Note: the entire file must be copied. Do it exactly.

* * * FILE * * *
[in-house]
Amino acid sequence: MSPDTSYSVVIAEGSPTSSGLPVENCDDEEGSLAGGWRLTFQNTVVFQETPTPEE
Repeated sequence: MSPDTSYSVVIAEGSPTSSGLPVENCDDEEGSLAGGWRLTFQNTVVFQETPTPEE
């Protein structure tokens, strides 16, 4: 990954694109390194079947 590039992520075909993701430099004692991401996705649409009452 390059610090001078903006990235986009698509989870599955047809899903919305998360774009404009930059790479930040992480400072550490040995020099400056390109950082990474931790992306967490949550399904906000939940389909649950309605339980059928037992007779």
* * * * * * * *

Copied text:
[in-house]
Amino acid sequence: MSPDTSYSVVIAEGSPTSSGLPVENCDDEEGSLAGGWRLTFQNTVVFQETPTPEE
Repeated sequence: MSPDTSYSVVIAEGSPTSSGLPVENCDDEEGSLAGGWRLTFQNTVVFQETPTPEE
């Protein structure tokens, strides 16, 4: 990954694109390194079947 590039992520075909993701430099004692991401996705649409009452 390059610090001078903006990235986009698509989870599955047809899903919305998360774009404009930059790479930040992480400072550490040995020099400056390109950082990474931790992306967490949550399904906000939940389909649950309605339980059928037992007779």